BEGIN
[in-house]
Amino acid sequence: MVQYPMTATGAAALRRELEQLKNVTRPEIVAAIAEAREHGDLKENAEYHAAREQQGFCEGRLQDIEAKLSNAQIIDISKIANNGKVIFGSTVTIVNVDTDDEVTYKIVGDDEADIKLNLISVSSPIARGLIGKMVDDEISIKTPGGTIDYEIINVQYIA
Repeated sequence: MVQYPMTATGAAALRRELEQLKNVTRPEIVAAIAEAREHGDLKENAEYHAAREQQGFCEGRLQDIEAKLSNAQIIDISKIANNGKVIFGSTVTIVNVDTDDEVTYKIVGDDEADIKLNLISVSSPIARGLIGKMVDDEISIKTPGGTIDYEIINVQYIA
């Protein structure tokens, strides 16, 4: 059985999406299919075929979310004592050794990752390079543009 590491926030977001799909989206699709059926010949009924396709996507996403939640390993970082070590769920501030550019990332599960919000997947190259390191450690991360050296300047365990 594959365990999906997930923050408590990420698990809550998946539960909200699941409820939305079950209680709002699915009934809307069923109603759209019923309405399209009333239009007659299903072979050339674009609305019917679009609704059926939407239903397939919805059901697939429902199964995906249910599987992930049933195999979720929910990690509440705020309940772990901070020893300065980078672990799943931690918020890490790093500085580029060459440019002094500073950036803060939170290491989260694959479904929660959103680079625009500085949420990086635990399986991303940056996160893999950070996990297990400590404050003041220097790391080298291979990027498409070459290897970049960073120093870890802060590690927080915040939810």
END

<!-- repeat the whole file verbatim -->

[in-house]
Amino acid sequence: MVQYPMTATGAAALRRELEQLKNVTRPEIVAAIAEAREHGDLKENAEYHAAREQQGFCEGRLQDIEAKLSNAQIIDISKIANNGKVIFGSTVTIVNVDTDDEVTYKIVGDDEADIKLNLISVSSPIARGLIGKMVDDEISIKTPGGTIDYEIINVQYIA
Repeated sequence: MVQYPMTATGAAALRRELEQLKNVTRPEIVAAIAEAREHGDLKENAEYHAAREQQGFCEGRLQDIEAKLSNAQIIDISKIANNGKVIFGSTVTIVNVDTDDEVTYKIVGDDEADIKLNLISVSSPIARGLIGKMVDDEISIKTPGGTIDYEIINVQYIA
């Protein structure tokens, strides 16, 4: 059985999406299919075929979310004592050794990752390079543009 590491926030977001799909989206699709059926010949009924396709996507996403939640390993970082070590769920501030550019990332599960919000997947190259390191450690991360050296300047365990 594959365990999906997930923050408590990420698990809550998946539960909200699941409820939305079950209680709002699915009934809307069923109603759209019923309405399209009333239009007659299903072979050339674009609305019917679009609704059926939407239903397939919805059901697939429902199964995906249910599987992930049933195999979720929910990690509440705020309940772990901070020893300065980078672990799943931690918020890490790093500085580029060459440019002094500073950036803060939170290491989260694959479904929660959103680079625009500085949420990086635990399986991303940056996160893999950070996990297990400590404050003041220097790391080298291979990027498409070459290897970049960073120093870890802060590690927080915040939810």